Rural Peruvians Face Difficulties After Migrating to Lima
A group of Andean friends spoke about arriving in Lima, Peru, for the first time: “When we arrive in Lima, we feel depressed and in a way inferior to others.
It’s because we have no work, no money, no support and no education.
The mass media bombards us with stuff that is foreign to the reality of our lives.
Some years ago the future was a challenge to be taken up, but now it threatens, frightens and upsets people.” This puts pressure on rural migrants to Lima to give up on their values and accommodate to something less demanding, but many continue to search.
One person asked: “How might we recover our values and pass them on to our children in the face of the bombardment from the consumer society?” Another added a further twist to the question: “How might we recover our values in a society that excludes and discriminates?” Still another asked: “How should one proceed with those who mock, and then mock the one who dares defend the victim of the mockery?” And another expressed an even more desperate, but quite common, plight: “How might I strengthen my values when survival is what I have to face up to on a daily basis? How might we face up to a frightening future?” Others raised the problem of those who, on arrival in Lima, appropriate the city prejudices against other Andean migrants: “What might we do to change the negative attitude towards migrants, especially when it is precisely those who arrived earlier who take it out on the recently arrived?” Frustration did not lessen their determination to do something about changing negative attitudes to Andean culture.
They posed questions in favor of positive change: “How might we motivate others to cultivate Andean values and customs? Is it only because of lack of values that we Andeans do not recognize Peruvian achievements?” They recognized that there is something radically wrong in society and correcting it depended to a large extent on people like themselves.
Others thought that municipal leadership could foster an appreciation of ancestral values, but they were well aware that the push would have to come from people like themselves.
Some wondered how to reach out to relatives and friends who had decided to remain in their hometown.
They questioned the education system but did not situate themselves outside the problem.
One said, “Racism continues to exist because we allow it to do so.
There is a real lack of education as regards values and identity.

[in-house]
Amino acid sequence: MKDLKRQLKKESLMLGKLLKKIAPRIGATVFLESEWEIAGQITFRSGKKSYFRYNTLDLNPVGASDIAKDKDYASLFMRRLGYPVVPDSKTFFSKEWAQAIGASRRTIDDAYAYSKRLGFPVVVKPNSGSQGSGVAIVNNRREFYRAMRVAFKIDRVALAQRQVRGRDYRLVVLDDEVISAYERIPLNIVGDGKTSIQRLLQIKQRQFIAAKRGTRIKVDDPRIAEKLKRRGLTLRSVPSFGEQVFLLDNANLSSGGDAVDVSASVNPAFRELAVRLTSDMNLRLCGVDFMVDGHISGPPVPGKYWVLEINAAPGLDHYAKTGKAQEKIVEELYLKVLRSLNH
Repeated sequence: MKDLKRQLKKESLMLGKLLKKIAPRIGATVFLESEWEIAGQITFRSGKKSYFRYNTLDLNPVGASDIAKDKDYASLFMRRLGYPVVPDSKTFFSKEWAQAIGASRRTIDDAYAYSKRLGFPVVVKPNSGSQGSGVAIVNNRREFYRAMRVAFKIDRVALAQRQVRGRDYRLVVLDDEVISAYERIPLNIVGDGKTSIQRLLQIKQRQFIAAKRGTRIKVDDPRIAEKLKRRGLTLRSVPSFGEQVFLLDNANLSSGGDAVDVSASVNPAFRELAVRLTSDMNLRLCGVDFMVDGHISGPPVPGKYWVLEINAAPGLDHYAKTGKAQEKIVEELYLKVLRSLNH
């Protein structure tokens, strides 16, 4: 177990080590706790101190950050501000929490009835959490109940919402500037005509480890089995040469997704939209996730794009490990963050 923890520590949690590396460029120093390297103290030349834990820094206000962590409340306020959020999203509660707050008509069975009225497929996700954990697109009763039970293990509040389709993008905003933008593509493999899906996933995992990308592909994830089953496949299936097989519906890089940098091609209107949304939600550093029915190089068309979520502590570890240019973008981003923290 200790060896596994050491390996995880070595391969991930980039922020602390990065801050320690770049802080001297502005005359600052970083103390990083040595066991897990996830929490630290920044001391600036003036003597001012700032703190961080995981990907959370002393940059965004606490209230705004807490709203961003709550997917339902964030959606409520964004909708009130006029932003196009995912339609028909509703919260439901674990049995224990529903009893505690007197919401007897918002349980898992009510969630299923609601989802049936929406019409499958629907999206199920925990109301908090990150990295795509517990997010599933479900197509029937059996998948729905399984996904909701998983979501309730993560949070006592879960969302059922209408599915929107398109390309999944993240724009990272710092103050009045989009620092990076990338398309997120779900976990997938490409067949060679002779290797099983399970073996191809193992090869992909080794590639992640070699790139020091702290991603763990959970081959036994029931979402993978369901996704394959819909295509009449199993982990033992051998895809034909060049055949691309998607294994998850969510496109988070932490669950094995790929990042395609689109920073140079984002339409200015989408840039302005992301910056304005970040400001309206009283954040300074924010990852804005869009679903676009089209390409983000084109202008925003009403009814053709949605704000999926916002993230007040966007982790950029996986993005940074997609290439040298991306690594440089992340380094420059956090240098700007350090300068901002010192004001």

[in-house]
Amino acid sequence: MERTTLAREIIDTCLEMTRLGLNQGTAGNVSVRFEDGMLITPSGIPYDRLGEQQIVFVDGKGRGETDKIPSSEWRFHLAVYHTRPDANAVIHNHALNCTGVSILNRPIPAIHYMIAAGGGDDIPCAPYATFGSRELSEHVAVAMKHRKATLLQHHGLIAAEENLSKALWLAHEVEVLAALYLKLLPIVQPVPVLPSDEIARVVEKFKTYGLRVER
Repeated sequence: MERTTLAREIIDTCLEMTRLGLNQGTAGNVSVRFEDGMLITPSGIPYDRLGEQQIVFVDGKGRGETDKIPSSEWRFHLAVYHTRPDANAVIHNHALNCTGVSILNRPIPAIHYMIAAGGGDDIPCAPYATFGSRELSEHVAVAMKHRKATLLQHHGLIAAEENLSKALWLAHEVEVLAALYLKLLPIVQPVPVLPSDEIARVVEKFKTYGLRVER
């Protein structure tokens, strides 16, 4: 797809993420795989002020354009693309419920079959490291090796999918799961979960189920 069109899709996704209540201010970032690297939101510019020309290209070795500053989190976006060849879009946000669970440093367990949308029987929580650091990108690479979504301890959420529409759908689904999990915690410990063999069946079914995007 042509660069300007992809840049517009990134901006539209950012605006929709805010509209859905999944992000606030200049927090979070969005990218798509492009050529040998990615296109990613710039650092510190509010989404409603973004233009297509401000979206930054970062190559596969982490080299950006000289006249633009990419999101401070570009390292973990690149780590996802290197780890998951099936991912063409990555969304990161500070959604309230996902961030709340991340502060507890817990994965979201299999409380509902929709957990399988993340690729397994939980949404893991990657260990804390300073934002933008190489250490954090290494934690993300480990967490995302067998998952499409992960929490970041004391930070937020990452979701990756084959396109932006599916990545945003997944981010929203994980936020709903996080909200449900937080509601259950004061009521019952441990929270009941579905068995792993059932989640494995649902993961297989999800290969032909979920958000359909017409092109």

We are always excluding each other.
Children feel ashamed of their provincial parents.” Others wondered: “What needs to be done in our educational institutions in order to include our cultural heritage? At school, how might we overcome the cultural discrimination of some teachers?” My friends did not have clearcut or easy solutions, but raising the issue was for them a spark lighting a fire within.
The Canadian philosopher, Charles Taylor, empathizes with them: “…a person or group of people can suffer real damage, real distortion, if the people or society around them mirror back to them a confining or demeaning or contemptible picture of themselves.
Non-recognition or misrecognition can inflict harm; can be a form of oppression, imprisoning someone in a false, distorted, and reduced mode of being.” Taylor points out that we are formed by recognition, individually and as a people, and highlights the fact that the major weapon of colonizers was the imposition of their demeaning image of the colonized on the subjugated people.
In order to be free, the oppressed must purge themselves of these depreciating images.
Richard Webb, a well known Peruvian columnist, writing in El Comercio, the main national daily newspaper, on February 20, 2006, referred to mass migration to Lima with hope for a more human future: “… school texts will celebrate the drive, the sacrifice, the will-power, the genius and the communal organization of the pioneers who, leaving their land, families and memories, set out to forge a better life for themselves, but especially for their children.
It will be a positive history and a source of pride, not only for the descendants of the migrants but, eventually, for every Peruvian.
On that day we will be able to say that in Peru it is not all violence and exclusion.
What was pictured as a very worrying ‘overflow,’ with the suggestion of an all-destroying avalanche, will be seen in the future as an extraordinary act of inclusion and of social rectification.
Perhaps it might even be seen as a reconquest.” Columbans have been standing in solidarity with indigenous Peruvians since our arrival in Peru in 1951.
While great strides have been made, there is more work to be done.
After many years in Peru, Fr. Peter Woodruff now resides in Australia.